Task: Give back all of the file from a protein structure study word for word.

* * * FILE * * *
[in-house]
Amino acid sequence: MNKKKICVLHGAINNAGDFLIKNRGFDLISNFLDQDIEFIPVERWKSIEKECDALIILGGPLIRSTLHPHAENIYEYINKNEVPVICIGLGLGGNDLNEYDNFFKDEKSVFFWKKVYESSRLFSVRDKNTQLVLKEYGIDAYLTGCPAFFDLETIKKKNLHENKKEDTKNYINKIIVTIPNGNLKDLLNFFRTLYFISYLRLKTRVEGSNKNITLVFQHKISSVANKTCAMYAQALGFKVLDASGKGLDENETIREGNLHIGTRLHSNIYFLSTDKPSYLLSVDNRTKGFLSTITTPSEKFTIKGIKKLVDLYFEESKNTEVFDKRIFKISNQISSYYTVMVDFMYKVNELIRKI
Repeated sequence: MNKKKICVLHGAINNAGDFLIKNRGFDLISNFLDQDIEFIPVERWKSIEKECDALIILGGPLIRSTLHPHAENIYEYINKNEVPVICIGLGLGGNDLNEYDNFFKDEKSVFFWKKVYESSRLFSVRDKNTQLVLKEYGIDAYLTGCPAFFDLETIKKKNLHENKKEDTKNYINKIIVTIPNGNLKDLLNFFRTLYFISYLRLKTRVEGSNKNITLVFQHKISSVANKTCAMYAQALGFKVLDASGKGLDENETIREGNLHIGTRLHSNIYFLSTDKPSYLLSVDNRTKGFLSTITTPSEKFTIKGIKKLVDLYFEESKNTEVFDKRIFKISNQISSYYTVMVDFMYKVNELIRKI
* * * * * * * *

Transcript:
[in-house]
Amino acid sequence: MNKKKICVLHGAINNAGDFLIKNRGFDLISNFLDQDIEFIPVERWKSIEKECDALIILGGPLIRSTLHPHAENIYEYINKNEVPVICIGLGLGGNDLNEYDNFFKDEKSVFFWKKVYESSRLFSVRDKNTQLVLKEYGIDAYLTGCPAFFDLETIKKKNLHENKKEDTKNYINKIIVTIPNGNLKDLLNFFRTLYFISYLRLKTRVEGSNKNITLVFQHKISSVANKTCAMYAQALGFKVLDASGKGLDENETIREGNLHIGTRLHSNIYFLSTDKPSYLLSVDNRTKGFLSTITTPSEKFTIKGIKKLVDLYFEESKNTEVFDKRIFKISNQISSYYTVMVDFMYKVNELIRKI
Repeated sequence: MNKKKICVLHGAINNAGDFLIKNRGFDLISNFLDQDIEFIPVERWKSIEKECDALIILGGPLIRSTLHPHAENIYEYINKNEVPVICIGLGLGGNDLNEYDNFFKDEKSVFFWKKVYESSRLFSVRDKNTQLVLKEYGIDAYLTGCPAFFDLETIKKKNLHENKKEDTKNYINKIIVTIPNGNLKDLLNFFRTLYFISYLRLKTRVEGSNKNITLVFQHKISSVANKTCAMYAQALGFKVLDASGKGLDENETIREGNLHIGTRLHSNIYFLSTDKPSYLLSVDNRTKGFLSTITTPSEKFTIKGIKKLVDLYFEESKNTEVFDKRIFKISNQISSYYTVMVDFMYKVNELIRKI